“You think that I’m going to sit here and let you run off with El Darnen? I’ve had enough of this forest to last me two lifetimes. I need to see the blue sky again, from somewhere far beyond this leafy land of yours. I would prefer the shore, or a ship, but the mountains are as good as anything. Two days isn’t a long time, but it should be enough to make these bloody healers believe I’m not pushing myself to recover too fast. Especially since I’ve been in bed for what? Two weeks?” Daliana tried to hold a storm of emotions in check. On one hand, she wanted Edya to come with her, if only to provide some relief from El Darnen’s grumpy and silent nature. On the other, Edya was the only skilled commander that she had, with Ranny in the Garuthen Mountains and Erygan far to the north. She needed Edya to be where there was an army to command in case the Deshika came back. “I need you to stay here, Edya. You are in charge. If the Deshika return … I need you to be here.” “The same way that I was left in charge when you needed your trees so desperately? No. You owe me this, Daliana.”
“If the Deshika …”
“If the Deshika were coming back, they wouldn’t have left in the first place. Something tells me that Makret will not be leading any other attacks on the forest. I am going with you, Daliana. Let others hold this country.” It did not help Daliana when Gelinia asked for her either. Daliana was surprised that the healer allowed Gelinia to come out to the fire though, but as the healer put it, “She survived this long without proper rest. She’ll probably last one more night.” The first thing Gelinia said made it sound like it was not the first conversation that she had had that day. “Let Edya go with you, Daliana.”
“I can’t afford to leave Dothoro without a skilled commander.”
“If you haven’t noticed, Daken, Aleishi, and I are all still here. And Xari is somewhere.”
“You’re injured, and Daken is not what I would consider a competent commander.”
“He is a Morschcoda. He can lead and he can fight. What more do you need? And besides, you said nothing against Aleishi.”
“I don’t know if I can trust her.”
“You have to trust somebody Daliana. You can’t fight this war on your own.”
Daliana nodded in agreement, though she did not mean that she would trust Aleishi. “The only other tried commander that I have is Ranny, and she is far away. Actually, it surprised me when I found out that she was so skilled at command.” “Really? It doesn’t surprise me.”
Daliana looked hard at the injured woman that she thought El Darnen might have implied was one of the Seven Devils. She could not see it in her though. ‘No,’ thought Daliana ‘there is no darkness in her. She is one of us.’ Reassured, Daliana asked her why it was not so surprising.
“That requires a rather long answer.” Daliana tried to get more comfortable on her log. “After El Bendro Dakoia, Drogoda was the only country whose army was still … alive. So, they decided to start wiggling around, slowly expanding, pushing into the uninhabited lands around them. Eschcota and Meclarya made a show of force at their borders, nothing that would invite an attack, but not too small either. Armanda took it as a personal insult, and forced the Drogs into a battle that neither really wanted. So, when Flame Weavers began showing up in force every time the Drogs tried to expand southward, Drogoda looked the other way. For a time. It may not be pleasant to know, but that is why a large part of your forest is in Edya’s lands.” Daliana laughed at that. “We gave them that land. They needed timbre for ships, and those trees, at the edge of the forest, they were young and far beyond the centre of our influence.” Gelinia rolled her eyes. “We are under those trees now, Daliana, legally on Drogodan land. But, if it helps your ego to think that, by all means, do so.”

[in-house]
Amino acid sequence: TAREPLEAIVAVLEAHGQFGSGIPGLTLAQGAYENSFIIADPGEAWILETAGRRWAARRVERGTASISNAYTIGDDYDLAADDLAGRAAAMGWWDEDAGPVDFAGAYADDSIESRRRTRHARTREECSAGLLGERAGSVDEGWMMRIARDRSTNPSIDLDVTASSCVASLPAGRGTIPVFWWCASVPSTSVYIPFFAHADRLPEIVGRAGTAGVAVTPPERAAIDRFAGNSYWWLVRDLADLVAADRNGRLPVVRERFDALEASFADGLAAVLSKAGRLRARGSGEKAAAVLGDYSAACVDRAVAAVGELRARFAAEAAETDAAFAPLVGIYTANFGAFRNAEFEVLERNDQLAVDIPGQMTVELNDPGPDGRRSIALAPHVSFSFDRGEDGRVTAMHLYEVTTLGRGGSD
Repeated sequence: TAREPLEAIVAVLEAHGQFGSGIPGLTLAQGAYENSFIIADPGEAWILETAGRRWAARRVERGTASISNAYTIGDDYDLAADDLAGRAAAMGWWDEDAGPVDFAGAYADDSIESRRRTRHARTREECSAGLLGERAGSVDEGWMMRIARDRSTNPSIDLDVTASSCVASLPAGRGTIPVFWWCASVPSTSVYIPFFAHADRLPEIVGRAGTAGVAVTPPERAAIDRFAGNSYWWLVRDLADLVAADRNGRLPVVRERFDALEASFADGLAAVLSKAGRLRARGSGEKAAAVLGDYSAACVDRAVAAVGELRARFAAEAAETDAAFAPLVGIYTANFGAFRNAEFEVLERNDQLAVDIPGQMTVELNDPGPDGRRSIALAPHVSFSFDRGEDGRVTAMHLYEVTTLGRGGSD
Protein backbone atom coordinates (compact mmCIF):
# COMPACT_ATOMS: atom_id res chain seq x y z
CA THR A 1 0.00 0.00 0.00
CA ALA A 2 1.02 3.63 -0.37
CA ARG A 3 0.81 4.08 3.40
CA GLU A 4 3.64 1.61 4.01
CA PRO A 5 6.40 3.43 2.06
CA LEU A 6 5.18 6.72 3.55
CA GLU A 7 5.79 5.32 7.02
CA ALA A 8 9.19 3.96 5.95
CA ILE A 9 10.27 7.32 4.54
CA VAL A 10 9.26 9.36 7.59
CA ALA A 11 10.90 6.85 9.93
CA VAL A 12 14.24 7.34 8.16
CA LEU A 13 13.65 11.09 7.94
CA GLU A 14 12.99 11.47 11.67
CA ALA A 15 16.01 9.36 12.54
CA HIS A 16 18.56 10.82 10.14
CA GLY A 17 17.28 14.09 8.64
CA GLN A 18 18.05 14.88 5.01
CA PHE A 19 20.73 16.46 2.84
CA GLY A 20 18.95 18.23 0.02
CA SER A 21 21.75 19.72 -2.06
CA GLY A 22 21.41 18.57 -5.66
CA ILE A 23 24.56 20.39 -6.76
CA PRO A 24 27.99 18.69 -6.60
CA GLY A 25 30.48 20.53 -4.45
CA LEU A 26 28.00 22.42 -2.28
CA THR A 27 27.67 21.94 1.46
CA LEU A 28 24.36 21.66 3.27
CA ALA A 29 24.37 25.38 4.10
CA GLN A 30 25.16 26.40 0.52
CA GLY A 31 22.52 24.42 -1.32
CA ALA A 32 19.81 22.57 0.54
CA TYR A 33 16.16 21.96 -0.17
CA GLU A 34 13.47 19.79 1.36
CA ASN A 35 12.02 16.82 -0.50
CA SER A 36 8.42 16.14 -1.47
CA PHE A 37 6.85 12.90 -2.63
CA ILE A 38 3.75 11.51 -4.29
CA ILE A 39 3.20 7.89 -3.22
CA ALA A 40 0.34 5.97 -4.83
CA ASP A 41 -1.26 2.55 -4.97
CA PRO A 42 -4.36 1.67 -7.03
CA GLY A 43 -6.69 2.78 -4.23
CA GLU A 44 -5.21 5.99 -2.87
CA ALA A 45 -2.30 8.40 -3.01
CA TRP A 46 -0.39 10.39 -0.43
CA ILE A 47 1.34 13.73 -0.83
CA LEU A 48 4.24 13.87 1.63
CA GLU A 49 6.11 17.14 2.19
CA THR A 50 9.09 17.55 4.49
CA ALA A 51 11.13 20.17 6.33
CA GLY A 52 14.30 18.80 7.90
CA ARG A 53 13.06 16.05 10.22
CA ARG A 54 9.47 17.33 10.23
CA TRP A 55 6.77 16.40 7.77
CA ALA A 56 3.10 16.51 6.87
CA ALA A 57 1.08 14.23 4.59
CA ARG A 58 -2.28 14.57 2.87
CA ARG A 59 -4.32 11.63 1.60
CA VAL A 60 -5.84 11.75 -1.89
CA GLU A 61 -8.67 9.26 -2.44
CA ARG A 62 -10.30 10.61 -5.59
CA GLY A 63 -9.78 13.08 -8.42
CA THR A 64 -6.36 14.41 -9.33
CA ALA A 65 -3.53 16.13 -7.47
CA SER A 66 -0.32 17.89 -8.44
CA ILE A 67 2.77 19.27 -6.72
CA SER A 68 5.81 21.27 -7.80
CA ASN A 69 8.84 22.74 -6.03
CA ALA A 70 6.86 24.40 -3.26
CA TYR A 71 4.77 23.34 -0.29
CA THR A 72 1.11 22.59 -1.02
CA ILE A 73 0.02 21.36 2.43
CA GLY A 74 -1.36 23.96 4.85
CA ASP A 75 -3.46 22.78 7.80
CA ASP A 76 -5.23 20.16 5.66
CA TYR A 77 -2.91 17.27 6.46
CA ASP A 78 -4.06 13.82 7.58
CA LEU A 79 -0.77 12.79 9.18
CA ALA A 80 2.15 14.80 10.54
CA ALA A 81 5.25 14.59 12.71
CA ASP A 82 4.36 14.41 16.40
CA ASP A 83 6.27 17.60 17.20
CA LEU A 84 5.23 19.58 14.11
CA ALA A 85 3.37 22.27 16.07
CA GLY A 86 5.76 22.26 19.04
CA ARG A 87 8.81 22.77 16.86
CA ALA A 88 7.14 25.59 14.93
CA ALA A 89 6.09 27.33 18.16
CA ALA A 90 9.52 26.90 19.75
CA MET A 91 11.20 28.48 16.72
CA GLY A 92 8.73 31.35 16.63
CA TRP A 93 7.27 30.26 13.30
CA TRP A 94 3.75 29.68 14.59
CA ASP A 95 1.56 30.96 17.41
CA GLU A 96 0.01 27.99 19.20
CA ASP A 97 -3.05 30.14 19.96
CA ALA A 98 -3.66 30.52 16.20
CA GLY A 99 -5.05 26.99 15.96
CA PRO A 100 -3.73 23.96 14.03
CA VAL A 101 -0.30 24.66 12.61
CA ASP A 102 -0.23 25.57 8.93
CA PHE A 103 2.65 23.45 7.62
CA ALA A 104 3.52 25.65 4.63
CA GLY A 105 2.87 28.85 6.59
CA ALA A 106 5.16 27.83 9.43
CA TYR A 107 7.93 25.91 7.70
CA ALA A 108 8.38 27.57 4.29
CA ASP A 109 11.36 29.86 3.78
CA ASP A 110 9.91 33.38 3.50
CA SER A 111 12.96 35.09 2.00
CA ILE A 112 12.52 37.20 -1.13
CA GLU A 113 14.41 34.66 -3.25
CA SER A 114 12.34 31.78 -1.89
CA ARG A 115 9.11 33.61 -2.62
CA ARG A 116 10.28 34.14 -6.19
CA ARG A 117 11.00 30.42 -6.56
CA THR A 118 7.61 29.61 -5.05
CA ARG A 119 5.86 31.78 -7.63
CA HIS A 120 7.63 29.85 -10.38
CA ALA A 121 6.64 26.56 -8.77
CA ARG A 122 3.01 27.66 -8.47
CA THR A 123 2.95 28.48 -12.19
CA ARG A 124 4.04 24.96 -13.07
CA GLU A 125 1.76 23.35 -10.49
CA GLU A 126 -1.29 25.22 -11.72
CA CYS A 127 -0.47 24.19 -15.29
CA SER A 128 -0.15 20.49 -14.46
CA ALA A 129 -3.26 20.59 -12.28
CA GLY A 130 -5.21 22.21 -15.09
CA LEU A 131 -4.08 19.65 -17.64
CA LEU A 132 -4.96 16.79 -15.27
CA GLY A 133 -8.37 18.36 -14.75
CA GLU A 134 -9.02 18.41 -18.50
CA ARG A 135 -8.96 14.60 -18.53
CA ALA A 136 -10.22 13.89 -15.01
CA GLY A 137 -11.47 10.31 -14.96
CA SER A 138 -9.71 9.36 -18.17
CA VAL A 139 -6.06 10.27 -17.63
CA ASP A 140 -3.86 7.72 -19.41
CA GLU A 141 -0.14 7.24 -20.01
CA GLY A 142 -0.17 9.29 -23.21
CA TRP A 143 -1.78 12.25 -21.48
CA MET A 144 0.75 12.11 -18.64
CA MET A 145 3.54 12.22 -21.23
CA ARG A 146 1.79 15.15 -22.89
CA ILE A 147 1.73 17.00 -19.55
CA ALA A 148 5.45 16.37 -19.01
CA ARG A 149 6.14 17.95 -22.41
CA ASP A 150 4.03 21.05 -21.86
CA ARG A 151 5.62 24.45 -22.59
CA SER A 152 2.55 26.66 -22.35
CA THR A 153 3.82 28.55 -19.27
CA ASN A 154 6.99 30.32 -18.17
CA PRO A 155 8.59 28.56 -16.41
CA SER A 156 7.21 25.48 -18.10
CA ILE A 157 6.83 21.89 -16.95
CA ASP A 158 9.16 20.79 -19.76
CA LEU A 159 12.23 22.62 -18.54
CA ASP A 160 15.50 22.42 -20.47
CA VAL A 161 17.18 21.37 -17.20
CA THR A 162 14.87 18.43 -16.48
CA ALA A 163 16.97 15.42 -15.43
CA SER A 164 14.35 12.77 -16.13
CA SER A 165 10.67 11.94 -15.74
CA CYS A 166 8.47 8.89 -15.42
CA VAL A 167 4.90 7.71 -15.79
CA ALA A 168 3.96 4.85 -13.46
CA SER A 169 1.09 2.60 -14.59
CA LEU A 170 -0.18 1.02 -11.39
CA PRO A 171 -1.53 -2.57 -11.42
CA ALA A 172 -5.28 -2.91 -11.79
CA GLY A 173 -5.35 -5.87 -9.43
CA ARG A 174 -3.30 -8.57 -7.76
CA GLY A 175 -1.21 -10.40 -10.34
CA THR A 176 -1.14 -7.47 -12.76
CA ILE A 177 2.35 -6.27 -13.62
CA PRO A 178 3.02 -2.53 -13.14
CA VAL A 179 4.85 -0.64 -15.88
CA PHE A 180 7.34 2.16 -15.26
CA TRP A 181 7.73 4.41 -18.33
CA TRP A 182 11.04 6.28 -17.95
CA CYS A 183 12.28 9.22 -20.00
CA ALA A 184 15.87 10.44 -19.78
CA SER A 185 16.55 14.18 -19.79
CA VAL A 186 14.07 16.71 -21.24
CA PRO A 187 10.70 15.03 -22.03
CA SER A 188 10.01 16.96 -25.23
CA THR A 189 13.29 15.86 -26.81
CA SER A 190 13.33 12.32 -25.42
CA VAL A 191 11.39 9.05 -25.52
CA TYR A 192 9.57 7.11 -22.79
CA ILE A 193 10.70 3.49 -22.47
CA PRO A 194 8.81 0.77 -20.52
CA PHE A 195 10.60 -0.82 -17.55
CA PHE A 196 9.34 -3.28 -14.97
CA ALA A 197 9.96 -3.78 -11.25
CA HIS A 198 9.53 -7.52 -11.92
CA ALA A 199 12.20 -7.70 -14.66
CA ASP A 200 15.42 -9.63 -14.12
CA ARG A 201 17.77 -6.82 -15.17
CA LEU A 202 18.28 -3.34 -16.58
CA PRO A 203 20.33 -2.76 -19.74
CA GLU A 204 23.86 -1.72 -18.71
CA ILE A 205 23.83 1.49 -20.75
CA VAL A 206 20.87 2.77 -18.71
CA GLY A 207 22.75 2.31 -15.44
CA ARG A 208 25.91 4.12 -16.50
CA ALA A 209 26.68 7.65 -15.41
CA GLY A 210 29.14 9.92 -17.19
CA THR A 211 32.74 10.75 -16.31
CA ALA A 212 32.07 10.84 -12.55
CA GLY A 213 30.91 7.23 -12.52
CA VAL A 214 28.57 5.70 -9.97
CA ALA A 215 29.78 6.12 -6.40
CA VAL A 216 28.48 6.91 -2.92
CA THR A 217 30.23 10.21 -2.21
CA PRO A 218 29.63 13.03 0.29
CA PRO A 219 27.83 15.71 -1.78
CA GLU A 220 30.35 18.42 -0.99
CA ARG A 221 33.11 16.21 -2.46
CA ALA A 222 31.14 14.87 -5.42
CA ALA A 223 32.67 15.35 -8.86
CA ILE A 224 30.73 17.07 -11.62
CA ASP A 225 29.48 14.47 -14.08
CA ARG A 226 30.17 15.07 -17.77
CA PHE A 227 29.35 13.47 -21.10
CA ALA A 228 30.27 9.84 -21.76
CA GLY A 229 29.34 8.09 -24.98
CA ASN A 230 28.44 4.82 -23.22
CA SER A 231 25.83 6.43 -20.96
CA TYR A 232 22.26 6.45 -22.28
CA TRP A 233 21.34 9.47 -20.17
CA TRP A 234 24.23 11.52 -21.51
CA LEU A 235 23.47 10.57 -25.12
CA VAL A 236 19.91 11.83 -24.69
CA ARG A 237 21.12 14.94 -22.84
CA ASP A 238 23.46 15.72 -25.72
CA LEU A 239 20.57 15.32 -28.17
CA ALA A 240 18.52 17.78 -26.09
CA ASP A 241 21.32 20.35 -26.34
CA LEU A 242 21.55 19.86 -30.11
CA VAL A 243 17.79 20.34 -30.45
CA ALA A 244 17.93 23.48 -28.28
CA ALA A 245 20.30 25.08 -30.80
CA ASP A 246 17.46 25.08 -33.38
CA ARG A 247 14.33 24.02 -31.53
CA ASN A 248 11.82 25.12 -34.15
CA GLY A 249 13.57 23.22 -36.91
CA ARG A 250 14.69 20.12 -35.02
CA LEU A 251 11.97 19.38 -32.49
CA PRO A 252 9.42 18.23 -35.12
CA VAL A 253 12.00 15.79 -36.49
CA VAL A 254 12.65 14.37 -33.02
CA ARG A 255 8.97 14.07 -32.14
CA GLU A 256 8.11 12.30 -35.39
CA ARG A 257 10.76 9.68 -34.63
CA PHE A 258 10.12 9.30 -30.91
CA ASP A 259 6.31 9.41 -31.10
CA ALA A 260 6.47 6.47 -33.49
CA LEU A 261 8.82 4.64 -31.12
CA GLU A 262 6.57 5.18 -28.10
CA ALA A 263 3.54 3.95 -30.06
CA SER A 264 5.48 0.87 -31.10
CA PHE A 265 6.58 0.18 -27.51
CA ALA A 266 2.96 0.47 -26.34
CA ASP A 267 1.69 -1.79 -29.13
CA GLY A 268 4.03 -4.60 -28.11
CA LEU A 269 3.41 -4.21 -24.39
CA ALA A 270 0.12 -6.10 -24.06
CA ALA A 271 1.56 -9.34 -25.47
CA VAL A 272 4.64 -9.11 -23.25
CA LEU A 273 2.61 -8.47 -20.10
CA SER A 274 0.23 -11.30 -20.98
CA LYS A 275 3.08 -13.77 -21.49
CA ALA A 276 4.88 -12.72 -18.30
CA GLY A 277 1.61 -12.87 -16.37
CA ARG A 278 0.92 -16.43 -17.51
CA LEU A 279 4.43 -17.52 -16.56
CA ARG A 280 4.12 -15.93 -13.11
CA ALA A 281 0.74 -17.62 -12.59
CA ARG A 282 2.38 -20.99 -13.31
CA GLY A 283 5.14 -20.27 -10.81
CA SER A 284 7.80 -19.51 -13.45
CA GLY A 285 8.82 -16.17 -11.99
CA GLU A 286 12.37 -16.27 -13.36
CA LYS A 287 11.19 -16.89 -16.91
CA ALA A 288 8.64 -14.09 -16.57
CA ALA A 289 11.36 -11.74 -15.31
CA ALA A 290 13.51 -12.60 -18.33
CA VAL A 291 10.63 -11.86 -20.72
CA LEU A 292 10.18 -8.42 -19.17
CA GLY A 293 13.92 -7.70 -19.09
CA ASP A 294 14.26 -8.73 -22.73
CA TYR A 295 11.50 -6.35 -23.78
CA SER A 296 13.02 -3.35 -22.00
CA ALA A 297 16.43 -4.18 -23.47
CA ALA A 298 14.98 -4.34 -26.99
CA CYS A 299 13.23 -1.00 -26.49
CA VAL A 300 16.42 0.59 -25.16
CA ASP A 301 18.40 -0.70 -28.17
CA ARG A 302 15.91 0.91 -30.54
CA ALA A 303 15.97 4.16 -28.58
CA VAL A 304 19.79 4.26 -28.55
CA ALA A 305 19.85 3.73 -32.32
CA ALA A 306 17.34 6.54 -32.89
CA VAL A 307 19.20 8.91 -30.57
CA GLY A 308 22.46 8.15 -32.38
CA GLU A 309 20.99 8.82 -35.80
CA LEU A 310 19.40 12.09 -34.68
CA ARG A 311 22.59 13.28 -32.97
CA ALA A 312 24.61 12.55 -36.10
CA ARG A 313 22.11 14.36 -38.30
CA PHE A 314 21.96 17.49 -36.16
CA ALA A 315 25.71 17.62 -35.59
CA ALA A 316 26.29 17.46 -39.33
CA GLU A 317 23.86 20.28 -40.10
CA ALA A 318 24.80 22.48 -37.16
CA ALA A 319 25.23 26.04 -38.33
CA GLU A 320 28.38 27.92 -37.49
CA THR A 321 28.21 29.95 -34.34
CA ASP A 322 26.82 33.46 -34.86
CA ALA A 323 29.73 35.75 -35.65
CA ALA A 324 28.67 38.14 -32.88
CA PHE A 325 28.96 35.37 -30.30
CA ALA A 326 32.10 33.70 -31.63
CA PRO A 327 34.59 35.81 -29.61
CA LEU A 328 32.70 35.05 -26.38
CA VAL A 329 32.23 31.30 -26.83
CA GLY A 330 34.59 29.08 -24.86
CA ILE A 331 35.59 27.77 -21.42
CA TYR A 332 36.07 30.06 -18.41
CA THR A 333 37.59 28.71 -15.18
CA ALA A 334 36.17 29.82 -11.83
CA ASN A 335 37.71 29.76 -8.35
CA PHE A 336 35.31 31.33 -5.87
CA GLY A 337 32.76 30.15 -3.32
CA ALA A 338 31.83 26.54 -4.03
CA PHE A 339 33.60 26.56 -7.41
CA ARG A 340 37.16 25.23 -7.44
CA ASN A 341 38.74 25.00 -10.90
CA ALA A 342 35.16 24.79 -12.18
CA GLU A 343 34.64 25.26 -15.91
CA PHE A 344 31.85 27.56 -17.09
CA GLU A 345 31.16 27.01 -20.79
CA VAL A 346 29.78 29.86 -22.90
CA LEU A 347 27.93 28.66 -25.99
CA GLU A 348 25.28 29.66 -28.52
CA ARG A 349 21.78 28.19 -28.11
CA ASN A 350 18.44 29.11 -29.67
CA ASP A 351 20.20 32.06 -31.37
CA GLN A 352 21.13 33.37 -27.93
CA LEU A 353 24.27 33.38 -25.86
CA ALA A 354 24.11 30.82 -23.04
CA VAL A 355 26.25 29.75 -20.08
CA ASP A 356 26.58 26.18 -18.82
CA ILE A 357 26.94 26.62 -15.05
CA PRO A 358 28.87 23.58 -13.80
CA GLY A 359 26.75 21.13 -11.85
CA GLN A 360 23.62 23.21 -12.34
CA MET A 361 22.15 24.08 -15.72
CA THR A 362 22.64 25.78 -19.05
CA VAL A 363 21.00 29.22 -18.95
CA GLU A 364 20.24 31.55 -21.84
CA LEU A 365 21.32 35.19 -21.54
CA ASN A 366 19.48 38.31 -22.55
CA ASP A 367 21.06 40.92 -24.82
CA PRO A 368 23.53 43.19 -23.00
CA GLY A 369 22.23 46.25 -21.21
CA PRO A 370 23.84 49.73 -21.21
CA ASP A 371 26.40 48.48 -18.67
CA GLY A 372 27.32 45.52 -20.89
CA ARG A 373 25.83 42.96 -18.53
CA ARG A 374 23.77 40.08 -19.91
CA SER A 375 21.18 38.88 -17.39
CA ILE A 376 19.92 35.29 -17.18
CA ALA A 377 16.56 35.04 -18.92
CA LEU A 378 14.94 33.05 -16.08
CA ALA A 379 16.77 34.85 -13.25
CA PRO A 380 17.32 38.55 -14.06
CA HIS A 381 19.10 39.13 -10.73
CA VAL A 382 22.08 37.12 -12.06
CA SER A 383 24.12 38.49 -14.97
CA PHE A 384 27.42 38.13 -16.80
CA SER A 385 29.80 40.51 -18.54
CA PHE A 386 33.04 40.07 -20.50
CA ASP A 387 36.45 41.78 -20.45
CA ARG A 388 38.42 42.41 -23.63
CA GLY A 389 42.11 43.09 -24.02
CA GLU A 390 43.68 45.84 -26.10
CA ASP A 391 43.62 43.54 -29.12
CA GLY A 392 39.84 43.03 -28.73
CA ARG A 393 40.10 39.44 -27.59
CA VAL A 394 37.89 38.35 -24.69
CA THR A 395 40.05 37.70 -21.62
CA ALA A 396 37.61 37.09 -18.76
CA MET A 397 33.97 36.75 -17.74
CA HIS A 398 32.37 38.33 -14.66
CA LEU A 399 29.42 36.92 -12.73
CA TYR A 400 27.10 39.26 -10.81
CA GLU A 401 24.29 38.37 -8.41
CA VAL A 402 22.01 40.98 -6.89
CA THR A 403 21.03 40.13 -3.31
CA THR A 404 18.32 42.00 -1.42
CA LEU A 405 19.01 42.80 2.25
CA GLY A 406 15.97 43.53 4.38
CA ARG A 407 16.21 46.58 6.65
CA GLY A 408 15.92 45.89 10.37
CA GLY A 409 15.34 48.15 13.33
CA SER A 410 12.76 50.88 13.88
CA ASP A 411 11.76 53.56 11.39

“You can’t expect me to believe that Dothoro wouldn’t put up a fight otherwise.”
“I can expect you to, but I don’t. Dothoro was once very different. Even if they’d had the army to fight back, after El Bendro Dakoia, your people were pacifists. They refused to march to war, even to defend their own land. They changed their minds quickly though. And there was Garrenin blood in the Danalath line. That was all millennia later though. Not relevant at the moment.” Gelinia gave a little half laugh. “You weren’t the only ones who just rolled over. Half of what is now Western Drogoda used to be part of Storinea. Drogoda marched west, trying to get around Armanda’s fortifications on the border. It ended badly, especially for the Storineans. Drogoda kept pushing. Armanda kept pushing right back. Finally, Drogoda decided to try and outguess Armanda, and the Garrenins started pushing east, through Caladea.” Gelinia stopped and shifted her position, so that she was no longer looking right at Daliana. Staring into the dwindling fire, she continued. “It worked for a bit too. But then it was just more of the same. Both borders expanding eastward, taking a massive bite out of Caladea with the little yellow sun caught in the middle. Only, the Caladeans got mad. The decided that they were not going to stand by and let what was happening continue. They started pushing right back at both of them. It caught Armanda and Drogoda by surprise. And it brought them both to their senses. Armanda surrendered some of the land that they took, maybe about half of it. Drogoda decided that it had earned what it claimed. Maybe the Garrenins did, but either way, they were in no condition to fight for it, even if they had been challenged. The first of the Garrenin Wars had broken out. Carva saw her chance with most of Miashny’s armies still close to all of the expanding borders. After Miashny won the war, no one was willing to challenge Drogoda for a long time, and then only if Drogoda was the invader. Either way, Caladea was the only country that ever really stood up to Drogoda and Armanda together. Since then, the Caladean Morschcoda has always been given training in military strategy and command.” Daliana absorbed the rather long answer silently. Gelinia pushed the ends of some of the longer sticks back into the fire.